VOD Review - 4 Moons (Cuatro Lunas)

Cesar Ramos (left) and Gustavo Egelhasf in one
of quadruple stories in '4 Moons (Cuatro Lunas)'
Writer-director Sergio Tovar Velarde from Mexico has crafted four short stories represented by four different phases of the moon. Each story is independent of the others with one exception, and instead of running each story separately one after the other like other anthology films, Velarde cuts back-and-forth between all four stories running all four in parallel fashion.

Of the four stories, the two that get the shortest shrift are the one dealing with the youngest character and the one dealing with the oldest character. The other two stories are about one college-age couple and another couple possibly in their late 20's or early 30's. These two couples get the most screen time and development. Yet, all four are enjoyable or at least compelling for one reason or another. Velarde treads on a lot of familiar ground, but he gets credit for pushing boundaries in some regard.

Luna nueva or "new moon" is about the youngest character, a schoolboy named Mauricio, played by Gabriel Santoyo. Through video game play, Mauricio reveals his sexual attraction to fellow prepubescent boy, Oliver, played by Sebastián Rivera. The boundaries Valerde pushes is his depiction of boys under the age of 13 engaging in a homosexual act, which the boys supposedly like. However, curiosity quickly turns to shame when Mauricio has to make a stunning public admission, which shocks his parents.

Cuarto menguante or "waning moon" is about the oldest character, a poet and professor named Joaquín Cobo, played by Alonso Echánove who is probably in his 60's or older, a hirsute and husky man who is married to a woman but he attends what might be a gay bathhouse. He meets a young, hunky hustler named Gilberto, played by Alejandro Belmonte. The extent of the relationship is Joaquín's desperation to have sex with Gilberto who is very beautiful and sexy, as well as a tough negotiator.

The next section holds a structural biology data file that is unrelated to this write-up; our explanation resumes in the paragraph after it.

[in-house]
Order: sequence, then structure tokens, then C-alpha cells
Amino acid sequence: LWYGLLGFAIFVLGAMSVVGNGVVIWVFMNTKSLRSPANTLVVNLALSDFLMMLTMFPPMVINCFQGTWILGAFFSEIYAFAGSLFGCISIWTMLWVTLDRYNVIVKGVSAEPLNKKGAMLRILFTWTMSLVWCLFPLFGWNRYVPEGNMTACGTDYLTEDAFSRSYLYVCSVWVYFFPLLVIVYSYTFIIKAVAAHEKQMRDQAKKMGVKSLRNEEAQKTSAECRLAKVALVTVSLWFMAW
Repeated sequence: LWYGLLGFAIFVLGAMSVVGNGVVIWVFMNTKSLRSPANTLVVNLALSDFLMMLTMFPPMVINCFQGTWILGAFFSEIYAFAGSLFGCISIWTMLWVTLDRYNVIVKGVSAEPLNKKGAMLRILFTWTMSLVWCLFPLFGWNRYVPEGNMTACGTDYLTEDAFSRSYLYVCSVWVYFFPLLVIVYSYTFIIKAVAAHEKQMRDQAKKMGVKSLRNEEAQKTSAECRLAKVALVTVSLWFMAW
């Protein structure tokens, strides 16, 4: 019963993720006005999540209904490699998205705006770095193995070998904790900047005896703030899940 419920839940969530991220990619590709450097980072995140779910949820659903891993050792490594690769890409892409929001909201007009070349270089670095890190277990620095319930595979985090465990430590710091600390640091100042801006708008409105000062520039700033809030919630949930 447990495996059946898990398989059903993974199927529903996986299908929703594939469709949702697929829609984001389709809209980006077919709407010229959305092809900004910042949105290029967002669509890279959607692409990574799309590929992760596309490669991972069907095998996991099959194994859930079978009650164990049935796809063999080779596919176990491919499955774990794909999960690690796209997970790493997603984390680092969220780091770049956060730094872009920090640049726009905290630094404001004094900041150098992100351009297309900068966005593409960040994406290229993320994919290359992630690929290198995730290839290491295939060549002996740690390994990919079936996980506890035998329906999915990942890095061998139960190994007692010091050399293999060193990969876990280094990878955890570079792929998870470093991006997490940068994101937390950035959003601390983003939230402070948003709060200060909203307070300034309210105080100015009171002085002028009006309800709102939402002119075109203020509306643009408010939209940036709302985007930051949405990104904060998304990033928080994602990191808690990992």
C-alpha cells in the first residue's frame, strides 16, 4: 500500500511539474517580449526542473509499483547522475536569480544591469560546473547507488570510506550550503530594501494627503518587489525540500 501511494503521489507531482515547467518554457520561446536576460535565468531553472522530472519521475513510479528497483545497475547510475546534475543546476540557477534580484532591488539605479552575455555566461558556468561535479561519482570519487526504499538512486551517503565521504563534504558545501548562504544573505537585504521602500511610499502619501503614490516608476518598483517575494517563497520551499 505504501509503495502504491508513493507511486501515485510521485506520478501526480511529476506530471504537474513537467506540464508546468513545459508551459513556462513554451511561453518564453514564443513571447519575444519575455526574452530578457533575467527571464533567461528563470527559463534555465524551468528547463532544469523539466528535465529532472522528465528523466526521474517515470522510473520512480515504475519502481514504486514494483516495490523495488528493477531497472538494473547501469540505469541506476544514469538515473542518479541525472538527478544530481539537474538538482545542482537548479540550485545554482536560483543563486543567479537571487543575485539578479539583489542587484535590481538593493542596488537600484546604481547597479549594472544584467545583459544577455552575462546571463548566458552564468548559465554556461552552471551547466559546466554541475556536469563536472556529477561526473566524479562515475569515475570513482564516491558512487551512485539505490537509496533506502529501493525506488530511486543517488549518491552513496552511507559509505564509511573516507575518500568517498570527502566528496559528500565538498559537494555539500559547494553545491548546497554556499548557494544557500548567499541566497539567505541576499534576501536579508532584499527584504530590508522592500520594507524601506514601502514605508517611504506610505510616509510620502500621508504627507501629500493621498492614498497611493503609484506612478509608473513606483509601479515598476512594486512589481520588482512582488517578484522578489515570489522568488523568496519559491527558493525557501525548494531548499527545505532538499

Luna llena or "full moon" is about two guys who are probably in their mid to late thirties. Andrés, played by Alejandro de la Madrid, and, Hugo, played by Antonio Velázquez, are a couple who have been together for 10 years. Hugo tells Andrés that he isn't attracted to Andrés when he's acting effeminate. Hugo is even discovered as having an affair with a more masculine guy named Sebastián, played by Hugo Catalán (Clandestinos and I Am Happiness on Earth). Both Andrés and Hugo deal with the fullness or strength of their feelings for someone who may not be the healthiest or best for them.

Cuarto creciente or "waxing moon" is about two young men, possibly college-age or slightly younger. Fito, played by Cesar Ramos (Trade and Inhale), lives with his mom whom he has not told that he's gay. He reunites with a childhood friend whom he hasn't seen in years named Leo, played by Gustavo Egelhaaf. They start dating, even though Leo is way more closeted. Their romance as depicted is the most adorable, and is the most luminary as its moon phase suggests. Testing that closeted status is the chief conflict here.

All four stories have elements that work extremely well, but none more than in Cuarto creciente. Fito and Leo have sex for the first time not only with each other but also for the first time with someone of the same sex. It's as awkward and painful, as it would be for two guys who have no clue what they're doing. Yet, for this story and all four, Velarde is able to circle back to a place of romance.

Five Stars out of Five.
Not Rated but contains full-frontal nudity and graphic sex.
Running Time: 1 hr. and 49 mins.
Available on Netflix Watch Instant.
Available through Breaking Glass Pictures on DVD.


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